Penalised for being unladylike?

The Asian Age.

Entertainment, Bollywood

The CBFC is far from impressed with the film that has been praised at several international film festivals.

A still from Lipstick Under My Burkha.

It may have gathered international acclaim such as Oxfam Award for Best Film on Gender Equality, but Lipstick Under My Burkha is fighting a battle just to be screened in India. The Central Board of Film Certification (CBFC) is far from impressed with the film that has been praised at several international film festivals.

The film, which stars celebrated actors such as Ratna Pathak Shah and Konkana Sen Sharma, has been denied a release in the country. In a letter addressed to the film’s producer, Prakash Jha, the CBFC states, “The story is lady oriented, their fantasy about life. There are continuous sexual scenes, abusive words, audio pornography and a bit sensitive touch about one particular section of society, hence film refused (sic).”

CBFC’s letter

Recently, the CBFC had refused a certificate to Haramkhor but the film later got a green signal after the makers took the film to the Film Certification Appellate Tribunal. The Lipstick Under My Burkha team, too, is determined to ensure that the film is showcased across the country. Stating that the “decision to refuse certification to our film is an assault on women’s rights,” director Alankrita Shrivastava is not backing down. “For too long the popular narrative has perpetuated patriarchy by objectifying women or minimising their role in a narrative. So a film like Lipstick Under My Burkha that challenges that dominant narrative, is being attacked because it presents a female point of view. Do women not have the right of freedom of expression?  Why are we as a country so scared of confronting the real voices of women?” questions Alankrita, who last helmed Turning 30!!!

Sushant Singh:
The entire episode is mind-boggling.  All of us are tired of the CBFC and its whims. The minister of Information and Broadcasting Rajyavardhan Rathore had assured that there will be no ‘censor board’ only a board for film ‘certification’. And here, the CBFC has refused to certify the film. Do they think that the Indian audience is so immature that they are not ready for a film? Besides, the reasons that they have given are so obnoxious. What is wrong with sex? Are we asexual? What is so dirty about women, especially Indian women thinking about sex? I ask these gentlemen and ladies in CBFC who keep talking about bhartiya sanskriti and culture, to read scriptures and plays by Kalidas, which beautifully depict the desires of a woman. It’s surprising that the film has been receiving applause across the globe but its country of origin refuses to even acknowledge it.  It’s going to be on the Internet or Netflix anyway.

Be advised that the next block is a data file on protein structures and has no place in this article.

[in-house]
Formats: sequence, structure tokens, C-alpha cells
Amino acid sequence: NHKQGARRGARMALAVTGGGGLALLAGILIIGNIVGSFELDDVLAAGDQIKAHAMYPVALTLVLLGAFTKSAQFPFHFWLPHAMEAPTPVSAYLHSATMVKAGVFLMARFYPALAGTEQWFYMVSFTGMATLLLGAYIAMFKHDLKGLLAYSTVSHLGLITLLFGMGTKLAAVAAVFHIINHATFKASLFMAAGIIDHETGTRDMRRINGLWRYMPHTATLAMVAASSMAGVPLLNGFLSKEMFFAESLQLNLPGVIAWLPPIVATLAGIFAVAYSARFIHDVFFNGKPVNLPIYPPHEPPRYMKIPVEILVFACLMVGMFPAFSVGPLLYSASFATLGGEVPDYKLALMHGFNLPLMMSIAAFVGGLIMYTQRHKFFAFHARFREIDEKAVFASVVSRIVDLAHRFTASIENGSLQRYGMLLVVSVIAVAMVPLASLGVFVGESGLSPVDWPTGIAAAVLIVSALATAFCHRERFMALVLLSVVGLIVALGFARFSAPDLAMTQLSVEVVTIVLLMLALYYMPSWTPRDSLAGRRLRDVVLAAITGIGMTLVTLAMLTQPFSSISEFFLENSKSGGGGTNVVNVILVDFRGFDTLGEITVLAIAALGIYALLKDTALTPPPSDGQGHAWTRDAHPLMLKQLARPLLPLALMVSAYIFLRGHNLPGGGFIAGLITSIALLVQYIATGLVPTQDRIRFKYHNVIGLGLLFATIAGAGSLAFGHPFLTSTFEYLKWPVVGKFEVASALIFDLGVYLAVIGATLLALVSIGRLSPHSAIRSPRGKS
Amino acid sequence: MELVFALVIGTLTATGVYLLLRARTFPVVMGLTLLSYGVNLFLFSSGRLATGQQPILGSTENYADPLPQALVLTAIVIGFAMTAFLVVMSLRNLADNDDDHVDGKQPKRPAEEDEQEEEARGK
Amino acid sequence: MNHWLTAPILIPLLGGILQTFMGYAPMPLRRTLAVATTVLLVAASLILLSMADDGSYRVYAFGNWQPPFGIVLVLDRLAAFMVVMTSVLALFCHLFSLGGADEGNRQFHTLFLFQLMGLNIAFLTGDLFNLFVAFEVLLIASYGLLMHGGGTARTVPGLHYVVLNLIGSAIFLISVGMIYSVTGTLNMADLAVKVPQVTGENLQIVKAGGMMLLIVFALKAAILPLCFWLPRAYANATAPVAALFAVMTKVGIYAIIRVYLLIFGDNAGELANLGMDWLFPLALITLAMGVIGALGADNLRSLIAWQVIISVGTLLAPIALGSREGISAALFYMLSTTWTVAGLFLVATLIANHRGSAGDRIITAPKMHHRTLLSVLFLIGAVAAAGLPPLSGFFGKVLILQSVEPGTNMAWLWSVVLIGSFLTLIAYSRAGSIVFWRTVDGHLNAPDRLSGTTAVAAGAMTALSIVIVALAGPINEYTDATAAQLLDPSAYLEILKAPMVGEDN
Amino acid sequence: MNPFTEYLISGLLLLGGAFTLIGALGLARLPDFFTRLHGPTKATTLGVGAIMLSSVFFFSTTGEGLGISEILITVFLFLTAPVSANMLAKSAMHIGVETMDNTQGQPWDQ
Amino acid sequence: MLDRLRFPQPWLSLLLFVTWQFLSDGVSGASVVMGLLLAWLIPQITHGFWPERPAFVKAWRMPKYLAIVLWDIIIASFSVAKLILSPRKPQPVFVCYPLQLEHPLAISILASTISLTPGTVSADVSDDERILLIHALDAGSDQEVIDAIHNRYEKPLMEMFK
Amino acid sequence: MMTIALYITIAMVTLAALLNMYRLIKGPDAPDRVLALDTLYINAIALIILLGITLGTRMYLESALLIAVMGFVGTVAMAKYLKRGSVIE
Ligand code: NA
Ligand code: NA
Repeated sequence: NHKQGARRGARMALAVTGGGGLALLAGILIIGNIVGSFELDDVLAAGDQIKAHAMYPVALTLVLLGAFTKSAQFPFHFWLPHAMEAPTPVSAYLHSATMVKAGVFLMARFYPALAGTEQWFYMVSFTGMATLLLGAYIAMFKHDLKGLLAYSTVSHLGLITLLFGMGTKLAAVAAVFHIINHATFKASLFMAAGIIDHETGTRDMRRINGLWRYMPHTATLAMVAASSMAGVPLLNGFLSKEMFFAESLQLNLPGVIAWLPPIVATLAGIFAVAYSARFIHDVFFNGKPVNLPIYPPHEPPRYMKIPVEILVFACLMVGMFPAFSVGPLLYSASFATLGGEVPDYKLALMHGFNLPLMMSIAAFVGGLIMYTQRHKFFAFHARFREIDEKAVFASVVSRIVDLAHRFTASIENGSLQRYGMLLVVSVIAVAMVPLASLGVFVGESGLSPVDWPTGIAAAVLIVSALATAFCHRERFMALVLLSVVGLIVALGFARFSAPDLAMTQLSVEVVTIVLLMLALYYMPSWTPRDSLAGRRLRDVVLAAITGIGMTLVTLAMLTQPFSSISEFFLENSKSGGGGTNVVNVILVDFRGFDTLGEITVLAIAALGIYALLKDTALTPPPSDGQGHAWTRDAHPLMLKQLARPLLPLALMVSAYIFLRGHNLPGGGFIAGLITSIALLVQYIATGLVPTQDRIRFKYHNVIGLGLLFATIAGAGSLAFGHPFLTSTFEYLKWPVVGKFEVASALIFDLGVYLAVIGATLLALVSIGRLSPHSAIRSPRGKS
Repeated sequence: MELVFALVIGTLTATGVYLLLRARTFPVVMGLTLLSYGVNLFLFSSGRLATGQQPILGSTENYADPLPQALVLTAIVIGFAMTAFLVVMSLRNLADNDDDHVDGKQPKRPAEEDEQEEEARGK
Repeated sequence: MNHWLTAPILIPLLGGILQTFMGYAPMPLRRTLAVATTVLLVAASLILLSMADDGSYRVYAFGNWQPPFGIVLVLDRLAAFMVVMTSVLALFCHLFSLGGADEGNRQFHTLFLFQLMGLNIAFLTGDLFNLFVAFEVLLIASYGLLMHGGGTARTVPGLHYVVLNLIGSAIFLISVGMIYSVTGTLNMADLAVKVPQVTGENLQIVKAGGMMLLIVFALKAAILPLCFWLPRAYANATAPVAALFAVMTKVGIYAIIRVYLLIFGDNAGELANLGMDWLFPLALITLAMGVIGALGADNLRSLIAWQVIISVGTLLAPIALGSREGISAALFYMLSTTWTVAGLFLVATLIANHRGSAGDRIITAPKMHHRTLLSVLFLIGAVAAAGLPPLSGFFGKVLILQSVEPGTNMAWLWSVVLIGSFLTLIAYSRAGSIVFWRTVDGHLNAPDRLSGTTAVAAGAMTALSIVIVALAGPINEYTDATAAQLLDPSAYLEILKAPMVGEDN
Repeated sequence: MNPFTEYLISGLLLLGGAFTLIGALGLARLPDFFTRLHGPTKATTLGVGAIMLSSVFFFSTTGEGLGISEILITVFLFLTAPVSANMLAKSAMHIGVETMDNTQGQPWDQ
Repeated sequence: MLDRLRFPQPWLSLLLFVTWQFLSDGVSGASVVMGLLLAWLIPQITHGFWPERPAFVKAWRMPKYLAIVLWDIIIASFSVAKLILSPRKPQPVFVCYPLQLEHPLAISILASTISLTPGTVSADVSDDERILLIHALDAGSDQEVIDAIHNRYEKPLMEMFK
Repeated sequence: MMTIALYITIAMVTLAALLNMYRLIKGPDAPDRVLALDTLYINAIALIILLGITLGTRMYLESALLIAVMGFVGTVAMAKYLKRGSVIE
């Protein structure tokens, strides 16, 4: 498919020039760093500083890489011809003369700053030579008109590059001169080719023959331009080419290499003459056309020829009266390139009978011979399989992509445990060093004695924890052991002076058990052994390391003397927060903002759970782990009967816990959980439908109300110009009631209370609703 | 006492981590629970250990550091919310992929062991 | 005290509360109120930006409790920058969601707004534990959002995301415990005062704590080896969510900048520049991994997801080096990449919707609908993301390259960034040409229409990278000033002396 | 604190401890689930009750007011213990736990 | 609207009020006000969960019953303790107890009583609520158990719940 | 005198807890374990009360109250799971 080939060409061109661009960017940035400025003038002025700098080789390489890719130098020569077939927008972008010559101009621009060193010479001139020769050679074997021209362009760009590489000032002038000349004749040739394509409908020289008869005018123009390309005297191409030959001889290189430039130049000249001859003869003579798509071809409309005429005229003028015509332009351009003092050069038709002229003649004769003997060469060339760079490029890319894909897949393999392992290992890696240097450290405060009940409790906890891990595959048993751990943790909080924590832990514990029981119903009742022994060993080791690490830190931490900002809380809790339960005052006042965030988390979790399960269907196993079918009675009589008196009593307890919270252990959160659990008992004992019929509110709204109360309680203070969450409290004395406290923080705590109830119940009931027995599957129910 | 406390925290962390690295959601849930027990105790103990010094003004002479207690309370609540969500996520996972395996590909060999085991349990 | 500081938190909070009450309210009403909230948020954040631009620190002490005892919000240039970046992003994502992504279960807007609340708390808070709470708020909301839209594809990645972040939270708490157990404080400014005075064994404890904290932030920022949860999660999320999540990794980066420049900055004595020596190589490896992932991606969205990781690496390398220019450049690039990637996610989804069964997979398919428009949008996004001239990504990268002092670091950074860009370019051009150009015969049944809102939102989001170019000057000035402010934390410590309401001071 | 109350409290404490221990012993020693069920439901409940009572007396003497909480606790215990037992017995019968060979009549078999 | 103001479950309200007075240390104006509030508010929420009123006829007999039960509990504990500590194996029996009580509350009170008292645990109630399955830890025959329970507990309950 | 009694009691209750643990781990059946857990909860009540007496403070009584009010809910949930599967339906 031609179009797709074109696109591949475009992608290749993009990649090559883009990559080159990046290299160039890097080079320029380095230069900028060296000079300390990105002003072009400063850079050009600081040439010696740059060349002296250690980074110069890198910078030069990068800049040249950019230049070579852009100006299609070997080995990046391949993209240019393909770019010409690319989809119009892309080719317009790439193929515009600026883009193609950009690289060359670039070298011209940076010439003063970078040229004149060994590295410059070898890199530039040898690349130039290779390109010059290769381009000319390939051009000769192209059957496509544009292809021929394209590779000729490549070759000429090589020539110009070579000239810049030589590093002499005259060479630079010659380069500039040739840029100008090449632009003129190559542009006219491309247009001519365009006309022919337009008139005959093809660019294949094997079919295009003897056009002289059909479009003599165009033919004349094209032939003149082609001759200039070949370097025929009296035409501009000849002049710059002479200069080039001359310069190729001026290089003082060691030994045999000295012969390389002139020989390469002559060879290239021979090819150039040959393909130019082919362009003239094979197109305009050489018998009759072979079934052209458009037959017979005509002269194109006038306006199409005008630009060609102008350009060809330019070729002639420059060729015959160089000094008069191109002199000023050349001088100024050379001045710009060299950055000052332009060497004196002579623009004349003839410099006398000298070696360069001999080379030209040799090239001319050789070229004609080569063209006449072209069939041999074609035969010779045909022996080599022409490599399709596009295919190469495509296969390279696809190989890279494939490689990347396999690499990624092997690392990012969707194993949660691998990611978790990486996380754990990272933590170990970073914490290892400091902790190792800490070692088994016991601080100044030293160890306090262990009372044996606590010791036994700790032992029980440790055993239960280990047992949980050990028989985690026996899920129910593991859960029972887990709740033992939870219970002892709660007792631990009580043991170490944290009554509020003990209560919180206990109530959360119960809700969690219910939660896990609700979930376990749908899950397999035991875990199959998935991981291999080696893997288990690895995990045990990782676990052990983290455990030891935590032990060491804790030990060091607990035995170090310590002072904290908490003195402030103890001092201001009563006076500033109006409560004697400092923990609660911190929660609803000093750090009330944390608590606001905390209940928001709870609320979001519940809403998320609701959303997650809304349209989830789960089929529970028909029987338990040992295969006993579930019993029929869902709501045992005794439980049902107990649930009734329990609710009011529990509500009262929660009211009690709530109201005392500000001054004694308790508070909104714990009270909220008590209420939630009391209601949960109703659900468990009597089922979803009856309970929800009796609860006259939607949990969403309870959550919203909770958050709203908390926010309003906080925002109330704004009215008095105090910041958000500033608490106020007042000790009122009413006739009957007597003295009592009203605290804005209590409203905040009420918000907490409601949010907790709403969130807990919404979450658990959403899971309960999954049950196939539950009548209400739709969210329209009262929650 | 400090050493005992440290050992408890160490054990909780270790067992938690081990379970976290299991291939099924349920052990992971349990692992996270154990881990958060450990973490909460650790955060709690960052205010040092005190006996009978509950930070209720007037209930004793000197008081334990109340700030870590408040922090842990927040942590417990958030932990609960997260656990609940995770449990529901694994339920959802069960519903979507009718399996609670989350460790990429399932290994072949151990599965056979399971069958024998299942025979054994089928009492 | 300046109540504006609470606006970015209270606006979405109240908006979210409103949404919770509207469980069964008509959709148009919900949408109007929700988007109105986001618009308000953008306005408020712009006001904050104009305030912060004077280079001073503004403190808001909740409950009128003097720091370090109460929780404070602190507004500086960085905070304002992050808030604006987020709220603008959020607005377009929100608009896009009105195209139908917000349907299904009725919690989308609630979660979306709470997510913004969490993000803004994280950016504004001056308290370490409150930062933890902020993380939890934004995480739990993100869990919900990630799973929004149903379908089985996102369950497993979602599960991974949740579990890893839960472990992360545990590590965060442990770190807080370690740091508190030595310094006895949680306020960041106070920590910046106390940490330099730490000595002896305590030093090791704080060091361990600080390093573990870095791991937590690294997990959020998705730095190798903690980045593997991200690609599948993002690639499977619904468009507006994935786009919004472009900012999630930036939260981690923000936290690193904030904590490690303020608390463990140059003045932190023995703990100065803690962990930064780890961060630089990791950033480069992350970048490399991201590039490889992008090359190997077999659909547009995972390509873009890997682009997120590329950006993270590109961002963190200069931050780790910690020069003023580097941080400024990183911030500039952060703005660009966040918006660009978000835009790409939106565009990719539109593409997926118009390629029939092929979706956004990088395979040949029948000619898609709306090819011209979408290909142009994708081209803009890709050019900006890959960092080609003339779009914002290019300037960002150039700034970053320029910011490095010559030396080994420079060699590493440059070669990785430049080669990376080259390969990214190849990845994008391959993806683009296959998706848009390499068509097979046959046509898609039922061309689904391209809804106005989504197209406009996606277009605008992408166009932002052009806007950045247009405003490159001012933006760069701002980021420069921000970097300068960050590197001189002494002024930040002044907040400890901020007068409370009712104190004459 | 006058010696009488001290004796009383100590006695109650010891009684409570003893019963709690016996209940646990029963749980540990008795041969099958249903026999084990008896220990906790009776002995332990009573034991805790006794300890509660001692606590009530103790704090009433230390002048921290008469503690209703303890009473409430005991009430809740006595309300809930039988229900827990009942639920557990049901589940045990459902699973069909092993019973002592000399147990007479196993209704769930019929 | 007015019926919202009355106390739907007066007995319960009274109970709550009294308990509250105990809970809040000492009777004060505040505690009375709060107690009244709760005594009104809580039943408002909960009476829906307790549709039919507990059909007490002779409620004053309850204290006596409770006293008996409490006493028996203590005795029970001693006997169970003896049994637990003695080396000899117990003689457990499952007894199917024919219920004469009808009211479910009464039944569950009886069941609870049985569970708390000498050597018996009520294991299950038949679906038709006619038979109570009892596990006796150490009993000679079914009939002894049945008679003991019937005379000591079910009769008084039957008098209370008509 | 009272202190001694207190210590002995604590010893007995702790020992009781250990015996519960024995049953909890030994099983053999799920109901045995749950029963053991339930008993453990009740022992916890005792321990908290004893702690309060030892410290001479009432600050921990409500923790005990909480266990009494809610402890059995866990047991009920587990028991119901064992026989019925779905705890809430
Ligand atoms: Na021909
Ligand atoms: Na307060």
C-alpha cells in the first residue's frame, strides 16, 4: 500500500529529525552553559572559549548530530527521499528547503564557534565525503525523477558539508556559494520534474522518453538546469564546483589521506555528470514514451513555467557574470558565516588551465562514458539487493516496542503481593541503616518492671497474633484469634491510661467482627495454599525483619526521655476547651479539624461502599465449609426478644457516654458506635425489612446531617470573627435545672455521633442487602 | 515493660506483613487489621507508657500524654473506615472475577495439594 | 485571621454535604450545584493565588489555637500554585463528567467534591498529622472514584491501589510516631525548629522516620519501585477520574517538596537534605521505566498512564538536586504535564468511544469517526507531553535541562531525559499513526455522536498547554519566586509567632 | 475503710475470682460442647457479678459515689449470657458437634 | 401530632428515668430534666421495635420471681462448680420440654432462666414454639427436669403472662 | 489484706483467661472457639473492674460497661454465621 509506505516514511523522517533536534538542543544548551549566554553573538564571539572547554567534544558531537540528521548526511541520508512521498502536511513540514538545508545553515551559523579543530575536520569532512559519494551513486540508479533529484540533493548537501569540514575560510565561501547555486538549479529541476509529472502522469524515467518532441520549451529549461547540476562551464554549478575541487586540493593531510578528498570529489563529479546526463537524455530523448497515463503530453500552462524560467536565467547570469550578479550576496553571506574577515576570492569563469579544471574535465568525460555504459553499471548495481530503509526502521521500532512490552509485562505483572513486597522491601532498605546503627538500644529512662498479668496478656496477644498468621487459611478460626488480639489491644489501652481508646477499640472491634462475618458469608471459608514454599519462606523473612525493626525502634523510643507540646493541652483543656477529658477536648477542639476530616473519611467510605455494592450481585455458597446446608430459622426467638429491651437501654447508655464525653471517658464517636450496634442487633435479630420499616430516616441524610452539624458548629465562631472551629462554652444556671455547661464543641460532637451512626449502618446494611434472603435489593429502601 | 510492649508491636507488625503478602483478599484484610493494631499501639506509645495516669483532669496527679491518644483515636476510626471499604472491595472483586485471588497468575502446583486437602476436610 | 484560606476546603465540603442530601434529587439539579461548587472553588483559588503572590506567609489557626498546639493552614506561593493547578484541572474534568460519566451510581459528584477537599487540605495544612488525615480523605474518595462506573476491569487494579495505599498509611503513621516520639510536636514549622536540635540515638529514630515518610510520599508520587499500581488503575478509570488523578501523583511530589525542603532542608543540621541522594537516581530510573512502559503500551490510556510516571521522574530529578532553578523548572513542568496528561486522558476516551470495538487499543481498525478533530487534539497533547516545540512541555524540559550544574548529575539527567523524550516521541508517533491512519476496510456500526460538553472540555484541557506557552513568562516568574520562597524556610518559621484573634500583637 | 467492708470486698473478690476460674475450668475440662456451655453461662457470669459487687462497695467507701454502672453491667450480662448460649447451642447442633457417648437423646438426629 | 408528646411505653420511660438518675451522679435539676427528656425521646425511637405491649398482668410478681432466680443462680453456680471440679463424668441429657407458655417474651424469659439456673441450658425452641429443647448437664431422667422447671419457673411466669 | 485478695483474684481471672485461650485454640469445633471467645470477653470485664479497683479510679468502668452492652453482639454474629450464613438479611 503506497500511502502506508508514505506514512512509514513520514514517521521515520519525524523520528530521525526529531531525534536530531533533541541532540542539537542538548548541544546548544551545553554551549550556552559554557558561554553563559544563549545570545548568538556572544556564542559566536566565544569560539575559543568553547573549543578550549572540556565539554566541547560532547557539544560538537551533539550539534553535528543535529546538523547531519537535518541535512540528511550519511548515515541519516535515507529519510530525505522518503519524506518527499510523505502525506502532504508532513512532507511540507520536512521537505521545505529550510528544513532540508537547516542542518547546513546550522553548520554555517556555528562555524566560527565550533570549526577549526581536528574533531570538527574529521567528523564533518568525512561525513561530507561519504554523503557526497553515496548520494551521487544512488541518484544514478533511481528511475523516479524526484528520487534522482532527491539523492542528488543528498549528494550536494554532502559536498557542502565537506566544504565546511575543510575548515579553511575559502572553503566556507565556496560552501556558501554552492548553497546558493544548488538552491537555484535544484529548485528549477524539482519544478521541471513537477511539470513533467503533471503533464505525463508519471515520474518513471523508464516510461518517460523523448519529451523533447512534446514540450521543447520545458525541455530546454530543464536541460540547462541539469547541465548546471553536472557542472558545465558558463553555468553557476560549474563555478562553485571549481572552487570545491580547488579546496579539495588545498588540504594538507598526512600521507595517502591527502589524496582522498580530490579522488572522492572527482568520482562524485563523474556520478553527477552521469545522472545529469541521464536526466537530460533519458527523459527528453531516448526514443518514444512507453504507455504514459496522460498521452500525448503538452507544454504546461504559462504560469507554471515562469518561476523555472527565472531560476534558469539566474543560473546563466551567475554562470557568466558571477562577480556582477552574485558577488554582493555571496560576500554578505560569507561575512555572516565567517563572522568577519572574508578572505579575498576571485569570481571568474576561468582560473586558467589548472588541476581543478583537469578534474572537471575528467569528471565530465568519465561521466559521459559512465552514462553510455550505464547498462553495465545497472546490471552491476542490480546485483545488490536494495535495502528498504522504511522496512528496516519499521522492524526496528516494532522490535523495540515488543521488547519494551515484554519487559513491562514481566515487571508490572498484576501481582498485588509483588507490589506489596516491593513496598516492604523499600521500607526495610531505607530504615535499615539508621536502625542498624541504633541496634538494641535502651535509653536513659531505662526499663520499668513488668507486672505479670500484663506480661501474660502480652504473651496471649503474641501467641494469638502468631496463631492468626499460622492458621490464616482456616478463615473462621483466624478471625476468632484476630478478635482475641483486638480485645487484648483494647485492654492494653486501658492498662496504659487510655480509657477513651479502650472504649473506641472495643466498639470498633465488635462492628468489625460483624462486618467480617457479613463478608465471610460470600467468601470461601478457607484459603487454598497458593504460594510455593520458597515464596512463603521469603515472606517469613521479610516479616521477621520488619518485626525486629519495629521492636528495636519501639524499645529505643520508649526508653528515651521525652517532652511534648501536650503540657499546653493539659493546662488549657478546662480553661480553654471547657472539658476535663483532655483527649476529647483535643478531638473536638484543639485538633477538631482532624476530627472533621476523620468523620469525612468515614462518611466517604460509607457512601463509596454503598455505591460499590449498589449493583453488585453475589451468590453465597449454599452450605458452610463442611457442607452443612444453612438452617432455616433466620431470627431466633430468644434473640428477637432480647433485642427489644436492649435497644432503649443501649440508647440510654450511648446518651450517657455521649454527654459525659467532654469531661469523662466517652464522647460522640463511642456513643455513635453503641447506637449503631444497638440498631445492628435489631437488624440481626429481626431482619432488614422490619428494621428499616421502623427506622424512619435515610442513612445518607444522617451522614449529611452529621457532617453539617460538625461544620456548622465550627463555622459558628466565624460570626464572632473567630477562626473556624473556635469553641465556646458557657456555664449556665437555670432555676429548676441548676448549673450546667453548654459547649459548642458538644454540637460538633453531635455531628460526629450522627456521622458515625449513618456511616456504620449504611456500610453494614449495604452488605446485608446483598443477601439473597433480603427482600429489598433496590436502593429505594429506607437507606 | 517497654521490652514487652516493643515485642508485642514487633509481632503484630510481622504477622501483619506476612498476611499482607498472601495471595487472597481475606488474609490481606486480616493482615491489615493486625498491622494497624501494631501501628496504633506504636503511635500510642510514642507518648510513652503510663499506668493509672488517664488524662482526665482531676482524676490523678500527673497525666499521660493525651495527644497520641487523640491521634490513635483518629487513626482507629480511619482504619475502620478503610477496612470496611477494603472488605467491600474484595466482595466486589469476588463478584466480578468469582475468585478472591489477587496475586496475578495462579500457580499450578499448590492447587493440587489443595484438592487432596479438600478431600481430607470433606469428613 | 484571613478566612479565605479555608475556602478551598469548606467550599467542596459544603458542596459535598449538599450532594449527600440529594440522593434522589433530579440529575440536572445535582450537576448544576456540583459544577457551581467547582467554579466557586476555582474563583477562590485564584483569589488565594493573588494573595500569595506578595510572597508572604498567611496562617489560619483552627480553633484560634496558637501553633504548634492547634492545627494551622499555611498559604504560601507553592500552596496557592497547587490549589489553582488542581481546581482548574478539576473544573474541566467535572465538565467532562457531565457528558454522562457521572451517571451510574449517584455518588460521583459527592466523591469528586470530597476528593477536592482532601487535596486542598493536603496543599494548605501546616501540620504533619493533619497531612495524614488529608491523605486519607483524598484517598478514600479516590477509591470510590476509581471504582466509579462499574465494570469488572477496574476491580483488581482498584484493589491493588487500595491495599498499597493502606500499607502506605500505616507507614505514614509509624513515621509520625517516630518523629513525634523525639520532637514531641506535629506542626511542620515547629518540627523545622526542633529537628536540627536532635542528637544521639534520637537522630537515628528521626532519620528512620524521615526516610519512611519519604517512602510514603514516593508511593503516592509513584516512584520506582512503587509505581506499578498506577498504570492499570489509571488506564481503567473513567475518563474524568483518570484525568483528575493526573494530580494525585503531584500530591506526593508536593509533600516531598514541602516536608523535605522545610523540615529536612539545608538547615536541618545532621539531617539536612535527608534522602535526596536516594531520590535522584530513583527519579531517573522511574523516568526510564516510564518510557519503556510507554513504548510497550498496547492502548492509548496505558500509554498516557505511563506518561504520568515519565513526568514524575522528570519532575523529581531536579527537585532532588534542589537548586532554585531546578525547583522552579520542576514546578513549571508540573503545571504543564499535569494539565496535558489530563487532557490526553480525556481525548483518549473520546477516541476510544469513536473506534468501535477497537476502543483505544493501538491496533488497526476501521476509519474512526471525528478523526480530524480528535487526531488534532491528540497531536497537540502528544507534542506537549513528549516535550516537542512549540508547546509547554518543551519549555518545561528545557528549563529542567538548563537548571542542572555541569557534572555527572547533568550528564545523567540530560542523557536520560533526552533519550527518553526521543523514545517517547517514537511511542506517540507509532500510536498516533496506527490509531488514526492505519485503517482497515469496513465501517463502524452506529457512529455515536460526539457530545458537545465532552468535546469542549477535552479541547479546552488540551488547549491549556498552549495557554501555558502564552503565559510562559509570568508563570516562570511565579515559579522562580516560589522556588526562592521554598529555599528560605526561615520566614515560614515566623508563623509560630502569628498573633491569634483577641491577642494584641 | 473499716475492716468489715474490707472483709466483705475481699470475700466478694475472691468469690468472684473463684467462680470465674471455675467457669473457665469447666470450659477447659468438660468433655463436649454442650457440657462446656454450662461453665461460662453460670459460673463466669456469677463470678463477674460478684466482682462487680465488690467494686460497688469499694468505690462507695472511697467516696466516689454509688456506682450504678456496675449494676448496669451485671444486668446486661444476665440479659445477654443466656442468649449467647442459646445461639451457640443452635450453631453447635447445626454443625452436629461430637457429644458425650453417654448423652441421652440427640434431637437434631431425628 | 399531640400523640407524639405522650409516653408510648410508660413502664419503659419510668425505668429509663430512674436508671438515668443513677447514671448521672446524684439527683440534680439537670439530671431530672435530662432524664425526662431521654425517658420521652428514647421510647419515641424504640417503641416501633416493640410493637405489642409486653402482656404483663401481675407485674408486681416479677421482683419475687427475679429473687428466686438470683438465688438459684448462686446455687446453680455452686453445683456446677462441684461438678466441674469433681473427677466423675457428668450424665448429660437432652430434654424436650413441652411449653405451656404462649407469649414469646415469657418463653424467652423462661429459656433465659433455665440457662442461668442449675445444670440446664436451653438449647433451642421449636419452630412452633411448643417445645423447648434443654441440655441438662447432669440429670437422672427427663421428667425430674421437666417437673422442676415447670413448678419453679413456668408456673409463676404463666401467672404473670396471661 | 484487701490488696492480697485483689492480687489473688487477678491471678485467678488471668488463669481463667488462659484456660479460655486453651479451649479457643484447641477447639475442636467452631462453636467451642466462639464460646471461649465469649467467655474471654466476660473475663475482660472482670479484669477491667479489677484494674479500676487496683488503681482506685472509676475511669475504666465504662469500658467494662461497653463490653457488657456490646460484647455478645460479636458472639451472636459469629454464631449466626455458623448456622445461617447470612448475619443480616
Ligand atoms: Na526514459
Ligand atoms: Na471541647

Tisca Chopra:
The CBFC’s actions are laughable. Any board which feels society needs censoring from outside is treating the audiences like children. We need certification, not censorship. At the discretion of the parents and people themselves, the audience can choose what they want. Unwillingly, the CBFC is creating an unequal system where the most real, honest and gritty content will move to the Internet and it will be a loss for films themselves. Lipstick Under My Burkha is a brave narrative that finally talks about how some women may feel and think. Censoring it is ridiculous.

Konkona Sen Sharma:
The CBFC’s decision is very unfortunate, considering that it can be an adult film; adults can watch the film if they choose to. Why can’t they just give it an A certificate?

The reasons are also so bizarre! Something on the lines of ‘it’s lady oriented and about their fantasy.’ I don’t understand how that’s the problem. I have no idea where we are heading and this is certainly not forward. I think some guidelines need to be examined from time to time. It’s important for people to see this kind of content otherwise, there will only be homogenised content, which is often catered to male fantasy. Why can’t we see the lives of four women in Bhopal? Some of it may be adult content, but most of us are adults and we can decide for ourselves what kind of content we want to watch.